When choosing a location, make it so that you can move, adjust, and remove the plant from that location. 

You’ll need to place your fruit plant outside to water it since you don’t want to fill up your gray tank unnecessarily. You’ll also want to be able to move the fruit plant outside to give it the necessary sun when you have your van parked.

Choose A Non-Rigid Pot For Your Fruit Plants

Anyone interested in traveling in a van knows you can’t have breakable things in your van. Forget about ceramic dishes and cups and replace them with rubber or durable plastic.

The same can be said for your fruit plant pots. You don’t want something breakable that will shatter into a million pieces if it accidentally falls over.

Hard plastic is certainly an option for your fruit planters, but the thing about hard plastic is that, well, it’s hard! Immovable! In a van, you’re better off going with a planter that can mold to different shapes and sizes.

Gardzen’s Aeration Fabric Pots with Handles are an excellent choice! This product comes in plenty of different sizes to fit your specific fruit plant’s needs, ranging from 1 gallon all the way to 25-gallon bags.

For most fruits, a 5-gallon container is a good size.

Having a moldable, foldable, non-breaking pot gives you options you won’t have with a rigid planter. Fabric containers are also reusable, so you can once again cut down on trash and clutter.

Give Your Fruit Plants Enough Sunlight

While it is possible to keep your fruit plants alive by setting them near a window, your plants will not be very happy and they will most likely not produce fruit. For fruit, you need real, unfiltered sunlight.

The good thing about van life is you can stop whenever you want, wherever you want. While you stop, you can set your fruit plant outside to give it much-needed sunlight.

Consider setting your fruit plant container on the roof of your van or on a foldable table in the sun. Some fruit plants, especially brambles, can even withstand partial shade.

However, there are always going to be times when you have to travel for hours at a time, maybe even days at a time, to get to your destination.

During these times, make sure your plant is close to the window so it can absorb as much sunlight as possible. You can also invest in light fixtures to supplement the sunlight and keep your plants happy and healthy.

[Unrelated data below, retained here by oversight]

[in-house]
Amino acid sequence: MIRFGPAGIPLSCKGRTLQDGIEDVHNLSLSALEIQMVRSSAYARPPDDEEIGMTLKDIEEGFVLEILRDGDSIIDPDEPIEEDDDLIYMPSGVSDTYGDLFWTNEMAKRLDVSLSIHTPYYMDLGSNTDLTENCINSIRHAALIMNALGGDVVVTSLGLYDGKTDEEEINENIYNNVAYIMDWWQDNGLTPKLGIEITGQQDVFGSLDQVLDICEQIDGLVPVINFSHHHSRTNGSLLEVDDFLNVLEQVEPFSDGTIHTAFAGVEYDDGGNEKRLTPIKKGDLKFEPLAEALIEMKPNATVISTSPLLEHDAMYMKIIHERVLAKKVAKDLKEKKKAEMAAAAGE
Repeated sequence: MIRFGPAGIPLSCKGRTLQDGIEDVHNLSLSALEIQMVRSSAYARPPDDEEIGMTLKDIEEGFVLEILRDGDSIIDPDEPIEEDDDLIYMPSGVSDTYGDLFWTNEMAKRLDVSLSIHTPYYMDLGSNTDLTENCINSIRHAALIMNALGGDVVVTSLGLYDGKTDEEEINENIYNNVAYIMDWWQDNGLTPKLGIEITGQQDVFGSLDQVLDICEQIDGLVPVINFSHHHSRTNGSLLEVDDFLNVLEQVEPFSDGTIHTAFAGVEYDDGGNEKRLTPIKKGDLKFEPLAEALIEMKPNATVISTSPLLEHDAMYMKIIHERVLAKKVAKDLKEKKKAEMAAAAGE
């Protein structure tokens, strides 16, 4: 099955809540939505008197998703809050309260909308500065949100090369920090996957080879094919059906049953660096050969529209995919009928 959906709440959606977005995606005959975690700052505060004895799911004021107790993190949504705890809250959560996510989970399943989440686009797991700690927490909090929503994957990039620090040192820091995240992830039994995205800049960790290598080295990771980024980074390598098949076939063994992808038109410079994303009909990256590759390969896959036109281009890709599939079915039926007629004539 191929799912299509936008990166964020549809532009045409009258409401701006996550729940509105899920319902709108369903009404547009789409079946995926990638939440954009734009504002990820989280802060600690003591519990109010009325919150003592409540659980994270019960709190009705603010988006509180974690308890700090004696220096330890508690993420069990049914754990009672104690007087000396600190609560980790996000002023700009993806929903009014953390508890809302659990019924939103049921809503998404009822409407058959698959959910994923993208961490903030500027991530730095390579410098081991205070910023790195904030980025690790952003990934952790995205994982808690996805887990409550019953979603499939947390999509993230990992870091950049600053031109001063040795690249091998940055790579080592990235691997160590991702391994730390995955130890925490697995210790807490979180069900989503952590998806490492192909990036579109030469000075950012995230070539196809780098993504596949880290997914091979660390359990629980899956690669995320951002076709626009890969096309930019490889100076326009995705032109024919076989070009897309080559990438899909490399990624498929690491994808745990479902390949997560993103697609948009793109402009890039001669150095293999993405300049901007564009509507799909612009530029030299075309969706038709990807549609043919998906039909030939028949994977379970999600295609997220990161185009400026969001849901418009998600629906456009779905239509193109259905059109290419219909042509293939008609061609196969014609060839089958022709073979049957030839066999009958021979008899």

GHodec’s Grow Light for Indoor Plants provides the three essential colors plants need to photosynthesize – red, blue, and white. It also comes with a clamp instead of a stand, so the lights stay in place, even when you’re in motion.

Studies such as the one from the Journal of Horticultural Science have shown using LED lights with at least red and blue light increases fruit yields.

As a bonus for van lifers, these grow lights have an input of just 5 volts (2.4 amps) which is equivalent to a phone charger! 

Keep The Temperature Above Freezing

Van lifers are rarely traveling to the coldest, most retched environments out there. Most are living life in warm, balmy climates where, at most, you need a flannel tied around the waist for the evening chill.

However, it’s important to note that most fruit plants require temperatures well above freezing to survive.

The good thing is that most van lifers have insulated their vehicles to keep the temperature relatively stable. But it’s something to keep in mind if you want to have fruit plants that produce fruit!

Use The Right Potting Soil For Your Fruit Plants

As you’ll find out below, none of the fruits we listed have crazy soil requirements. You will not need a PH meter to plant any of these fruits.

Still, you can’t just dig some dirt out of the campground, throw it in a pot, and expect your fruits to bloom.

Use quality, organic potting soil for your fruit plants. Organic soil is better if you plan to eat your fruits (which we assume you do!).

However, this doesn’t mean you have to spend a bunch of money on fruit-specific potting soil. Most fruits will do just fine in your run-of-the-mill organic potting soil.

6 Easy Fruits To Grow Inside Your Van

Raspberries, gooseberries, honeysuckle and currants trees in a pot on a garden table. Gardening abstract background. Agriculture.

When growing fruits in your van, berries are the way to go! Strawberries, gooseberries, raspberries… these are suitable to grow in a van.

The fruits we have on our list are there for a few reasons:

  • Self-fertile: this means you only need one plant to produce fruits. 
  • Space: You need fruits that are small, compact, and can withstand pruning
  • Easy: Van life isn’t about stressing over your plants. You need a fruit plant that’s easy to take care of and requires low maintenance.

As much as we’d love to give you tips on growing apples, citrus, and avocados, these fruit trees are just too big and too complicated for a van. Instead, we went with small, simple, tasty berries.

Grow Strawberries In Your Van

Strawberries are one of the simpler fruits to grow in a pot and are very versatile in terms of food. Throw them in a smoothie, smother them in whipped cream, or just eat them plain!